In Venezuela, self-declared interim president Juan Guaidó is failing to ignite a military revolution. As a result, 25 Venezuelan soldiers who side with him fled. They now seek asylum in the Brazilian Embassy in Caracas. Knowing that their lives are at risk for defecting, they had few options. After all, betraying Maduro can carry a life sentence.
Thomas DiGennaro | Brazil
Brazil, since 2003, has been subject to some of the strictest gun regulations in the world, along with one of the highest murder rate in the world. To put that in a comparative perspective, the murder rate is 30.8 per 100,000 persons. Tremendously higher than the United States murder rates (less than 6 per 100,000 persons since the 1990s), despite the fact that in Brazil, owning a firearm without a license is a jail-able offense up to four years; issuing of license are limited to police, security officials, and hunters/sportsmen; and proof of residence, employment, technical and psychological capacity are all license requirements. These requirements are a part of the Disarmament Statute which took effect in 2003. There was a slight decline in Brazil’s murder rate after the passage of said legislation, but that rate continued to rise again shortly after and is still on the rise today.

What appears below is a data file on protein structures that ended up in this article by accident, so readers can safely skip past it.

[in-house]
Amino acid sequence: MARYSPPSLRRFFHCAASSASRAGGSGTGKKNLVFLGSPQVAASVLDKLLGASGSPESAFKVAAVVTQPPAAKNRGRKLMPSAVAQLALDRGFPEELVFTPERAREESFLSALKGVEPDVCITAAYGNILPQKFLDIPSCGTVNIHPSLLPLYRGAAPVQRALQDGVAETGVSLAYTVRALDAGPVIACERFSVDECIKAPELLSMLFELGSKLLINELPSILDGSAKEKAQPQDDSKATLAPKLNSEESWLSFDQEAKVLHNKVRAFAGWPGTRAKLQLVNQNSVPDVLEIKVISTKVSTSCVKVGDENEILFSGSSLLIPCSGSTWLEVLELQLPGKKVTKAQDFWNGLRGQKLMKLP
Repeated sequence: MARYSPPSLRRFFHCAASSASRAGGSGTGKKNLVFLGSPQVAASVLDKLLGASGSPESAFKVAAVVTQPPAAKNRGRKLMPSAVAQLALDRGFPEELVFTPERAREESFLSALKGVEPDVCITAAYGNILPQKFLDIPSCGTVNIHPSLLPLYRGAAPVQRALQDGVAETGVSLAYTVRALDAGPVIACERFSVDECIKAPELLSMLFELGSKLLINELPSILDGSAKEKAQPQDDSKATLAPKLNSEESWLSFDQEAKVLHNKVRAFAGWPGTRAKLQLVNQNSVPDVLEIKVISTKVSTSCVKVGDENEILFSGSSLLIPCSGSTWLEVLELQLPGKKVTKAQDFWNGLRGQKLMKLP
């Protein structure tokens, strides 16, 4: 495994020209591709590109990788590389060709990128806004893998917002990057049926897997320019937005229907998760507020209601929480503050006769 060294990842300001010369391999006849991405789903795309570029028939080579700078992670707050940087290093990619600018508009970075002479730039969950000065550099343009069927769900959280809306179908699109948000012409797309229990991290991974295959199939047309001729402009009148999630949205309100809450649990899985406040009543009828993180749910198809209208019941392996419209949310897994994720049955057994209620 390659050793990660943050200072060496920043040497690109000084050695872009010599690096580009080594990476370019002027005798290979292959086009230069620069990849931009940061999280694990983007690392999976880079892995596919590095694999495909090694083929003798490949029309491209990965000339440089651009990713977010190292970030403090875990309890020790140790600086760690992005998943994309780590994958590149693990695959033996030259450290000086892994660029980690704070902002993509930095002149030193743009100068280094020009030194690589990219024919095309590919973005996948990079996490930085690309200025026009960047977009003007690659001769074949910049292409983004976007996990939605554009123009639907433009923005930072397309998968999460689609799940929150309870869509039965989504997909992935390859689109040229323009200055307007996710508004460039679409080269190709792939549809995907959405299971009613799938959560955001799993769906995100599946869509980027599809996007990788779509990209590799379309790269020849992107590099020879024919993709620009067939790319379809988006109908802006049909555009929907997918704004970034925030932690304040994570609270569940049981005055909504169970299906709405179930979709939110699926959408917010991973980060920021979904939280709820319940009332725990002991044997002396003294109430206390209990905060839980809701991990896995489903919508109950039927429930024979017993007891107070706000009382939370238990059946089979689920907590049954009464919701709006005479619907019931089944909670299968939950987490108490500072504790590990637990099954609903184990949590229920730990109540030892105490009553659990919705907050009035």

Newly elected President Jair Bolsonaro ran on the platform of being tough on crime, hoping to combat the murder rates as countless politicians from every country on the face of the Earth have. However, his plan to combat crime is a tad different; make firearms more accessible to the general public. A former army paratrooper, President Bolsonaro stated in a post-election interview that being “politically correct” and disarming everyone isn’t the solution, supporting that claim with the fact that the regulations from the Disarmament Statue have not made progress towards disarming criminals. His campaign offices displayed across the front door, “If guns are outlawed, only outlaws will have guns”, the all too familiar argument American gun owners try to make their leftist counterparts privy to.